“For to me to live is Christ, and to die is gain.  If I am to live in the flesh, that means fruitful labor for me. Yet which I shall choose I cannot tell.  I am hard pressed between the two. My desire is to depart and be with Christ, for that is far better.”

— Philippians 1:20-23


To Live is Christ

 Paul knew that as long as he had breath in his lungs, that his life had a purpose in Christ. He accepted what God had for him; he found the joy amid his suffering. He understood the importance of God’s process and that we are all going to experience suffering to some degree in our lives. And he chose to rejoice through it all.


“So we are always of good courage. We know that while we are at home in the body we are away from the Lord, for we walk by faith, not by sight.  Yes, we are of good courage, and we would rather be away from the body and at home with the Lord.  So whether we are at home or away, we make it our aim to please him.”

–2 Corinthians 5:6-9


We know that when our earthly bodies cease to function on this earth, our inner being is released and we are joined with Christ in heaven. Every Christian has this promise, this hope, of eternal life with our Lord. Our lives here are temporary. Our job while here, is to live those lives for the One who saves us and to share the free gift God provides to all.

We can share this gift with our life, shining God’s love through our words and deeds. AND we can share this gift through our death, being that we have achieved the ultimate reward, eternal life with our Savior.


To Die is Gain

We don’t know when our number is going to be called. While all of our days are numbered, each one of them is ordained by God. He knew our birthday, and he knows the day when each of us will be called home. We cannot choose how we will meet our end, but know that God has a purpose in it. Even if that death at face value seems senseless.

So, what is God’s purpose for the dozens of lives afflicted by these tragedies? Does God really have a plan for his children?

It is true, we will feel empathy for those suffering. We will experience firsthand the pain of loved ones lost. Our hearts will hurt, but our hearts will heal. And we will move on. The choice is ours in how we will handle the sorrow we are given.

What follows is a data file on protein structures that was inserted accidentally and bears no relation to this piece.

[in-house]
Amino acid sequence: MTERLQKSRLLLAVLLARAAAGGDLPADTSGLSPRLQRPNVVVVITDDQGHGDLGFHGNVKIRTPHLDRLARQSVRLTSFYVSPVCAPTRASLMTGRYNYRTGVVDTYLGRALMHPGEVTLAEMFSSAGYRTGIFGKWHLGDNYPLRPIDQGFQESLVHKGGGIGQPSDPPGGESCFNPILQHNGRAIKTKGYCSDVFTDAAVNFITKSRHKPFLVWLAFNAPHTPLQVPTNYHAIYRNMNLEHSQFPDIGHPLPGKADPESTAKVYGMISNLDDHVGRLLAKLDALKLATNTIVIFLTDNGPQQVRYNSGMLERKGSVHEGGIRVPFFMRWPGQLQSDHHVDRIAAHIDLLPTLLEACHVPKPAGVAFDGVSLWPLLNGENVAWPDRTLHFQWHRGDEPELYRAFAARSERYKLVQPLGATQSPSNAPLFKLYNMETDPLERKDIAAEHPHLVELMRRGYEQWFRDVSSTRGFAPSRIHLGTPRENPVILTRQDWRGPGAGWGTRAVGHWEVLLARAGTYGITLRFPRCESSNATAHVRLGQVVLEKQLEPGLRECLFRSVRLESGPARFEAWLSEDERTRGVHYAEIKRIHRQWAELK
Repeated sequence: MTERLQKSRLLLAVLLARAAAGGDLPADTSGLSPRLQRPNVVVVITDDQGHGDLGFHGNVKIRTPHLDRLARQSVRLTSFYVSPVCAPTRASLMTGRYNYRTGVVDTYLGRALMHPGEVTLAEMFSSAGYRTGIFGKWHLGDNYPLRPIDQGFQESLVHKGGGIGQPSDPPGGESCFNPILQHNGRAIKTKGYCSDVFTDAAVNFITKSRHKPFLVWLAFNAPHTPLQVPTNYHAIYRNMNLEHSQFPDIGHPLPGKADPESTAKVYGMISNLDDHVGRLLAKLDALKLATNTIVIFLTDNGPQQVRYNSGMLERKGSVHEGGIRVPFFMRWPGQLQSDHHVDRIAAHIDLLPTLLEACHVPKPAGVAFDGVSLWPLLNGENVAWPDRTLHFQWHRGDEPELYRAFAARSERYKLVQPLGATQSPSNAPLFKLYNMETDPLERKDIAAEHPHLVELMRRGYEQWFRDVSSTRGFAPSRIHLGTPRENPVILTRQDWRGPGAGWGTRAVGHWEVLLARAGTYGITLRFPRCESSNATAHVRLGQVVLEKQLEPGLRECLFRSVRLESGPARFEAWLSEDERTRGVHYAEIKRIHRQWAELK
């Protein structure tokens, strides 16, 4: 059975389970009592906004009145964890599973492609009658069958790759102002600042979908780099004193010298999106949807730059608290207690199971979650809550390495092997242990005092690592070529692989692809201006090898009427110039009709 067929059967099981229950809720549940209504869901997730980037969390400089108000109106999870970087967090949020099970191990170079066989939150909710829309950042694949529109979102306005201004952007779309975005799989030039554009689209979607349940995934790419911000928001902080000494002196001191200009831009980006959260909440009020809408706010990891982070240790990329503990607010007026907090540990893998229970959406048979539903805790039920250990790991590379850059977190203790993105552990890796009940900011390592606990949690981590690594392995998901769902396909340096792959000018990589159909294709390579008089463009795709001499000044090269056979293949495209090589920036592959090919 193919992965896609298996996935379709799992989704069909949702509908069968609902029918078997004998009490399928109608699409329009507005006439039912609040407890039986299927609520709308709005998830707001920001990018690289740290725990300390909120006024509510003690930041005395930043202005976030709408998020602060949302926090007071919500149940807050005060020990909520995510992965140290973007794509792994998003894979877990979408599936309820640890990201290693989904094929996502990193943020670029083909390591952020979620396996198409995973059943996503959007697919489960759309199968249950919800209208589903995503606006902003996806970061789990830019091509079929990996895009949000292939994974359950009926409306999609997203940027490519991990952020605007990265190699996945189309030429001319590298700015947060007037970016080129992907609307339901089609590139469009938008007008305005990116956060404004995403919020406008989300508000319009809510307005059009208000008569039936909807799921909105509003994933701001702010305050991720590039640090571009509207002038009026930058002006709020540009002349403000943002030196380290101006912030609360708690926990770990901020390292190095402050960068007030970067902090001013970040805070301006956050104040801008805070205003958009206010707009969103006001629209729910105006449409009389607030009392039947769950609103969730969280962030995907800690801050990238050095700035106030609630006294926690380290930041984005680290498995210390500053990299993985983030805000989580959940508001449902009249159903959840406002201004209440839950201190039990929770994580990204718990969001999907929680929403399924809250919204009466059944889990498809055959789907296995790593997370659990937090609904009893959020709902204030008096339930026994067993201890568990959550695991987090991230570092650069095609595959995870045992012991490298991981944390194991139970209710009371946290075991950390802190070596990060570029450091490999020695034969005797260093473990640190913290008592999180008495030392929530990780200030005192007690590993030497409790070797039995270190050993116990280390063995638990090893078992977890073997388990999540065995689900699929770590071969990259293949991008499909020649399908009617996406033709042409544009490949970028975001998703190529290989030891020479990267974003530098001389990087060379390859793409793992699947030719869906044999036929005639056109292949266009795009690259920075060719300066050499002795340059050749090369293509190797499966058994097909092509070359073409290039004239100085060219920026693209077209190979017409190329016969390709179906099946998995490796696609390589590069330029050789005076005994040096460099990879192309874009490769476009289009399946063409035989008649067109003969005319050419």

And about those who have died? Think about it. What are they doing right now?

They are home. They have punched their ticket on the homebound train. They are celebrating the realization of Christ’s victory over death and the grave. They are forever singing praises to God right now as you read these words.

Should we mourn over those we lost? Of course. Our love for them causes our hearts to be weighed down by their sudden departure. But would our loved one want us to continue in our despair? Of course not, they would want us to be rejoicing, just as they are rejoicing.


The Final Lap

Our lives are a race. While we are here on earth, we continue to run this race in pursuit of the prize at the finish line. We struggle and battle as we make our way around the track. There are obstacles we face; and overcome. There are setbacks; we press through. There are choices we make and are rewarded.

Paul knew it, and he proclaimed it to his death. Just as his life was rewarded with the promise of God, so will ours.

“For I am already being poured out as a drink offering, and the time of my departure has come.  I have fought the good fight, I have finished the race, I have kept the faith.  Henceforth there is laid up for me the crown of righteousness, which the Lord, the righteous judge, will award to me on that day, and not only to me but also to all who have loved his appearing.”       –I Timothy 4:6-8

I have fought the good fight, I have finished the race, I have kept the faith…who wouldn’t want that on their epitaph?


Our loved ones are in Heaven with the Lord right now. We may not fully understand why they were taken, but the Lord’s reasoning is just. We should not feel sadness for those lost; their work here is done, their race is complete, their faith was rewarded. Their purpose on this earth has been fulfilled.

Know this: Nothing surprises God. He knows all. He knew that on March 29th, and on November 5th that his saints would be called home. Each of us has our own race we are running. We may not know where the finish line is, but we know it is there. And our hope is in the completion of our race, because at the end of it, whenever that may be, the reward we receive will far outweigh anything we leave behind.

Our joy found in these tragedies should be that our brothers and sisters have achieved the status of faithfully completing the race.

One thought on “Understanding the Joy Found in Tragedy

Leave a Reply

Fill in your details below or click an icon to log in:

WordPress.com Logo

You are commenting using your WordPress.com account. Log Out /  Change )

Facebook photo

You are commenting using your Facebook account. Log Out /  Change )

Connecting to %s